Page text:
Progress in the Afghan War? ISW explores…

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Today President Obama spoke to the nation announcing the results of the December Afghanistan war review since he changed strategies and added an additional 30,000 U.S. troops into the battlefield.  Politico reports, “The war in Afghanistan is on track to meet the U.S. military’s goals, but it remains a ‘very difficult endeavor,’ President Obama said Thursday as the White House released a review of the war. ‘The gains we've made our still fragile and reversible,’ he said.”

In anticipation of the war review, the Institute for the Study of War (ISW) has produced a two-part report series on the counterinsurgency campaigns conducted by NATO and Afghan forces in Helmand and Kandahar provinces, the heart of the Taliban insurgency.   The first report released, Counterinsurgency in Kandahar – Evaluating the 2010 Hamkari Campaign by Carl W. Forsberg, carefully documents the counteroffensive campaign in Kandahar during the summer and fall of 2010. This counteroffensive was part of the broader Hamkari (“cooperation”) process, the term given to the combined civil-military campaign to weaken the insurgency by securing Kandahar and improving governance and development. The report also contains eight new maps of Southern Afghanistan and a graphic charting the phases of coalition military operations from June to November.

Key findings and recommendations:

• Kandahar is strategic terrain because it is the heart of the Pashtun south, the birthplace of the Taliban movement, the former de facto capital of the Taliban government, and the home of President Karzai.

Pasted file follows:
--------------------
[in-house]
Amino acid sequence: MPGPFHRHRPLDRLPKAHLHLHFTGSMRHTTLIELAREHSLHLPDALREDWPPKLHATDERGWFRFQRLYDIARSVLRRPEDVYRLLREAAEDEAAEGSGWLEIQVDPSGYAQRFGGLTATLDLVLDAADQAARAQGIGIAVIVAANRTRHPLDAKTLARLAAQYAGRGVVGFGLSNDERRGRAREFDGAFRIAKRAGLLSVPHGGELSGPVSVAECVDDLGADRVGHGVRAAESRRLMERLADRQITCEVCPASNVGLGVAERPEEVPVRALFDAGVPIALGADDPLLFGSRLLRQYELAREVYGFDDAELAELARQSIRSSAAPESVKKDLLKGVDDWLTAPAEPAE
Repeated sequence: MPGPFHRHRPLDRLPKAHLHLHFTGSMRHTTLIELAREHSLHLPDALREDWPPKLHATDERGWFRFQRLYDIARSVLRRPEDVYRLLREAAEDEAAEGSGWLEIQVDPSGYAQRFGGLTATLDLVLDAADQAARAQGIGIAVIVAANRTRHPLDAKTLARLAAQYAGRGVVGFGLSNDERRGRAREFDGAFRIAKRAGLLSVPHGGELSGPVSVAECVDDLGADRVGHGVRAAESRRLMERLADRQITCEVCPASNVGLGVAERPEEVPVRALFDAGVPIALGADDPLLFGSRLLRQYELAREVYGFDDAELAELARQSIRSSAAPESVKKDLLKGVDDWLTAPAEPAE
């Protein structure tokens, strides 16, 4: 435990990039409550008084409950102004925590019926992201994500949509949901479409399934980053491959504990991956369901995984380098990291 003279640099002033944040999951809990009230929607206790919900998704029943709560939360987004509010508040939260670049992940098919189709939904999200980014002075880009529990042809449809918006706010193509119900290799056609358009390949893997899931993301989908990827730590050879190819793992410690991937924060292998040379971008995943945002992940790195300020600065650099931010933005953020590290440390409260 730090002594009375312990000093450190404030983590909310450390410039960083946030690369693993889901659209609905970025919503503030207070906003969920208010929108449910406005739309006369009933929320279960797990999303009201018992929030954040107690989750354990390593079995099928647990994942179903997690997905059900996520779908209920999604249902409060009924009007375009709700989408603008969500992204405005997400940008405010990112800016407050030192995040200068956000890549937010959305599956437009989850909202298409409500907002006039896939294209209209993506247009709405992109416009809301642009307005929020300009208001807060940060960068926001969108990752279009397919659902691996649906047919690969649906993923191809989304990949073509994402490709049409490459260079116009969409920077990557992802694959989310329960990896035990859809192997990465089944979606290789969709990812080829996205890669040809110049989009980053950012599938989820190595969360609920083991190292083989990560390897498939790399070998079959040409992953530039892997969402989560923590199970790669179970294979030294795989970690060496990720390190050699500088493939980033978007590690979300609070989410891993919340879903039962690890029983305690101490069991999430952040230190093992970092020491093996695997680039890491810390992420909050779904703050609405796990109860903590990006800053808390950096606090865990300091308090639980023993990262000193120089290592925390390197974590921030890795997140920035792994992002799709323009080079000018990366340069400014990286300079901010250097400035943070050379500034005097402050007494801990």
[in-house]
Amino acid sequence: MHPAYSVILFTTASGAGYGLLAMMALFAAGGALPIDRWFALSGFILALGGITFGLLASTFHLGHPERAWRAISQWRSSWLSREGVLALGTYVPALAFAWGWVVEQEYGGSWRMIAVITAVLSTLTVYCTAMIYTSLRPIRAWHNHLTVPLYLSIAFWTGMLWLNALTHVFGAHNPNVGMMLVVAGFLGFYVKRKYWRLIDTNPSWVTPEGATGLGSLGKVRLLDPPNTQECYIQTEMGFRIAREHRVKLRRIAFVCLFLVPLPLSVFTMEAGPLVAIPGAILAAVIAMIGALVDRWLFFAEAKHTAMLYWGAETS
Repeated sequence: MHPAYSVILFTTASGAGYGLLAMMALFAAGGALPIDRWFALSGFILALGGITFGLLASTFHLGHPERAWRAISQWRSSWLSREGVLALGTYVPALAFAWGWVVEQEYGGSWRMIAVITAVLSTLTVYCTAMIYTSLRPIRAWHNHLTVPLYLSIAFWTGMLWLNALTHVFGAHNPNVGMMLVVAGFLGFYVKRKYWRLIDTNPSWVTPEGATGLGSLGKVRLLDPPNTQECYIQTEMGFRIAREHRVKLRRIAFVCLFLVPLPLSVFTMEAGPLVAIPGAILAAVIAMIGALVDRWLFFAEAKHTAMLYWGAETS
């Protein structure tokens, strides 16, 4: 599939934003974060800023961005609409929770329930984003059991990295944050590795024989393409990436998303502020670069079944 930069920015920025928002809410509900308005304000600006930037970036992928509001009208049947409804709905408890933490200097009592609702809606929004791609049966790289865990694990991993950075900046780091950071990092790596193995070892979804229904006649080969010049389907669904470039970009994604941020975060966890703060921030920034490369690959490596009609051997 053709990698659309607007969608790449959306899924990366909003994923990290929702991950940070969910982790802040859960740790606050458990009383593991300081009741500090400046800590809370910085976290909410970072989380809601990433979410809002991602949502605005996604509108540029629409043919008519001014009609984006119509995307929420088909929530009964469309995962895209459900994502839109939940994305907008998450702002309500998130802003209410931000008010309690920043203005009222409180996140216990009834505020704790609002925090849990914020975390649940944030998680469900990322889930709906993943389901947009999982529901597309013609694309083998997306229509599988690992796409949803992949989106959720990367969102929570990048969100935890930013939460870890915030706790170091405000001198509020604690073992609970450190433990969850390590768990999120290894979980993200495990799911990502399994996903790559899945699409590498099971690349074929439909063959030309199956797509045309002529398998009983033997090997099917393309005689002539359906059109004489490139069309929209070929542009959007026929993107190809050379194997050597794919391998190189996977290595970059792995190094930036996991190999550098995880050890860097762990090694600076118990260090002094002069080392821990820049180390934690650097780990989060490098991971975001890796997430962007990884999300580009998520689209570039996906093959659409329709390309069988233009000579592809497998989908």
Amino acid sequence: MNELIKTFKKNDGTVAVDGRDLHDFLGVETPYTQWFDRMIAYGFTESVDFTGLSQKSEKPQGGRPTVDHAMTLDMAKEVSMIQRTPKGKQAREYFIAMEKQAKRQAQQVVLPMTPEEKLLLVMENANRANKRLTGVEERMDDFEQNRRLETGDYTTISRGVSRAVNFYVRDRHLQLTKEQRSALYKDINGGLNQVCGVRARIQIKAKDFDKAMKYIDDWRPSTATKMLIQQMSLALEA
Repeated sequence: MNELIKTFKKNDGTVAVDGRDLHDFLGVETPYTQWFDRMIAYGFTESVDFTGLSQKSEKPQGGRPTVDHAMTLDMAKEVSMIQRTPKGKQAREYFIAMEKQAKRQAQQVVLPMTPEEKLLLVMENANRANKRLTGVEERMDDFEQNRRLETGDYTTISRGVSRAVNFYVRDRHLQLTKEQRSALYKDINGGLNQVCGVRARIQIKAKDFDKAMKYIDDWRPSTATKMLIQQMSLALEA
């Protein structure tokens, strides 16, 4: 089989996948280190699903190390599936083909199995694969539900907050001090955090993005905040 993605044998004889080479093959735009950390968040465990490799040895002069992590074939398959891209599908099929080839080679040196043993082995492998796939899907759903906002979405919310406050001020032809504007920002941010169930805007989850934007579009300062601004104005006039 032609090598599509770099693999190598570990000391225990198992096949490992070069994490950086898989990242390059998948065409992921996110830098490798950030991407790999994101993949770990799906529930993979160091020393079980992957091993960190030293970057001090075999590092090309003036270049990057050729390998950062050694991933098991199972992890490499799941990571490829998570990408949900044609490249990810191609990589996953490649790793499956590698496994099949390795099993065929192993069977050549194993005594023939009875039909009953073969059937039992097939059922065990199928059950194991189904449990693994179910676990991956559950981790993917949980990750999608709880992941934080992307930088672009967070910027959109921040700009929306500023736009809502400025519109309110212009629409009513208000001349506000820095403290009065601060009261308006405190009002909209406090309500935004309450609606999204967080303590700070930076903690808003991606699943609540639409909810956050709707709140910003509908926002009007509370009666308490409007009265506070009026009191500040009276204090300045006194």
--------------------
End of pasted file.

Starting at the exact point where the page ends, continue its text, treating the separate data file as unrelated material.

• For the Taliban, contesting Kandahar is important for their attempts to appear a viable rival to the Afghan government.

• Insufficient troop strength from 2005 to 2009 limited ISAF’s ability to target and destroy the enemy strongholds in three key districts: Arghandab, Zhari, and Panjwai.

• After the Surge troops’ operations in Kandahar, many of the fighters in Arghandab, Zhari, and Panjwai laid down their arms when it became clear the Taliban could not resist ISAF assaults. Some joined ISAF cash-for-work programs, which grew from several dozen workers to between 4,000 and 6,000 Afghans a day in Zhari.

• Coalition operations in Zhari also neutralized the enemy attack network along Highway One.  In the first 28 days of October 2010 there were no kinetic incidents on the stretch of highway passing through Zhari, a change from early September when the Taliban were conducting five or more attacks a day.

• Despite this progress, restoring the Afghan government’s legitimacy is ultimately an issue of altering public perception, and progress made in building government capacity will achieve little if overshadowed by perceptions of corruption and factional control over the Kandahar government.

Finally, all ISW members are invited to participate in our interactive conference call tomorrow entitled, “Taking Southern Afghanistan Back from the Taliban.” Carl W. Forsberg and Jeffrey A. Dressler, both ISW Afghanistan Scholars, will present the findings from their studies on Kandahar and Helmand at 11 AM EST. Don’t miss this unique opportunity! Not an ISW member? Join us today!

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<p class="captionText">President Barack Obama addresses service members at Bagram Airfield in Afghanistan Dec. 3, 2010. Obama made a surprise visit to the base during a trip to the area to meet with Afghan President Hamid Karzai. (U.S. Army photo by Sgt. David House/Released)</p>
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